Rainer Werner Fassbinder Rainer Werner Fassbinder (pronounced [ˈʀaɪ̯nɐ ˈvɛʁnɐ ˈfasˌbɪndɐ]; 31 May 1945 – 10 June 1982) was a German film director, screenwriter, and actor. He is one of the most important figures in the New German Cinema. Underlying Fassbinder's work was a desire to provoke and disturb. His phenomenal creative energy, when working, coexisted with a wild, self-destructive libertinism that earned him a reputation as the enfant terrible of the New German Cinema, as well as being its central figure. Fassbinder died at the age of 37 from a lethal cocktail of cocaine and barbiturates. Early life[edit] Fassbinder was born in Bavaria in the small town of Bad Wörishofen, on May 31, 1945,[1] three weeks after the Americans entered the town and the unconditional surrender of Germany. Fassbinder’s mother, Liselotte Pempeit (1922–93), came from Free City of Danzig (now Gdańsk), from which many ethnic Germans had fled following World War II. Beginnings[edit] Theater career[edit] Early films and acclaim[edit]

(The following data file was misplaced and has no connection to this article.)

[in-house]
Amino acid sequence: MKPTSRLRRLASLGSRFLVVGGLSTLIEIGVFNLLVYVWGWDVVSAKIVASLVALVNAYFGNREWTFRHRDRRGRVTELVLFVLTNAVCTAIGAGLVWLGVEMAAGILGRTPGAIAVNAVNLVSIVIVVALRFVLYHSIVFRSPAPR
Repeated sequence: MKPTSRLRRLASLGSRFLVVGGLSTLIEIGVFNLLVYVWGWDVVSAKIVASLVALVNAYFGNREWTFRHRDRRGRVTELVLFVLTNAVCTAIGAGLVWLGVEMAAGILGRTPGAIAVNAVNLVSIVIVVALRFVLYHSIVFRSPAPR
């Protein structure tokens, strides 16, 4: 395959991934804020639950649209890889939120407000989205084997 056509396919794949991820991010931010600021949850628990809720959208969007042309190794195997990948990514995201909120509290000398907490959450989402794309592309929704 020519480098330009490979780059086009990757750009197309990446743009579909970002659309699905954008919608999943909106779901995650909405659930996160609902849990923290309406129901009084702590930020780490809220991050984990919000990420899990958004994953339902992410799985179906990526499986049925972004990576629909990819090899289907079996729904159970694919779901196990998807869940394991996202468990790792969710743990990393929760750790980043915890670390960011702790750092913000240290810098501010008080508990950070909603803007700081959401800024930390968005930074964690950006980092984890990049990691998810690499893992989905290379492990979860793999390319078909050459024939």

Jan Švankmajer Jan Švankmajer (Czech: [ˈjan ˈʃvaŋkmajɛr]; born 4 September 1934) is a Czech filmmaker and artist whose work spans several media. He is a self-labeled surrealist known for his surreal animations and features, which have greatly influenced other artists such as Terry Gilliam, the Brothers Quay, and many others.[1] Life and career[edit] Jan Švankmajer was born in Prague. An early influence on his later artistic development was a puppet theatre he was given for Christmas as a child. Švankmajer has gained a reputation over several decades for his distinctive use of stop-motion technique, and his ability to make surreal, nightmarish, and yet somehow funny pictures. Stop-motion features in most of his work, though recently his feature films have included much more live action sequences than animation. His next project is called Insects (Hmyz).[6] It has a projected budget of 40 million CZK and a preliminary release set to 2015. Filmography[edit] Feature-length films[edit] Short films[edit]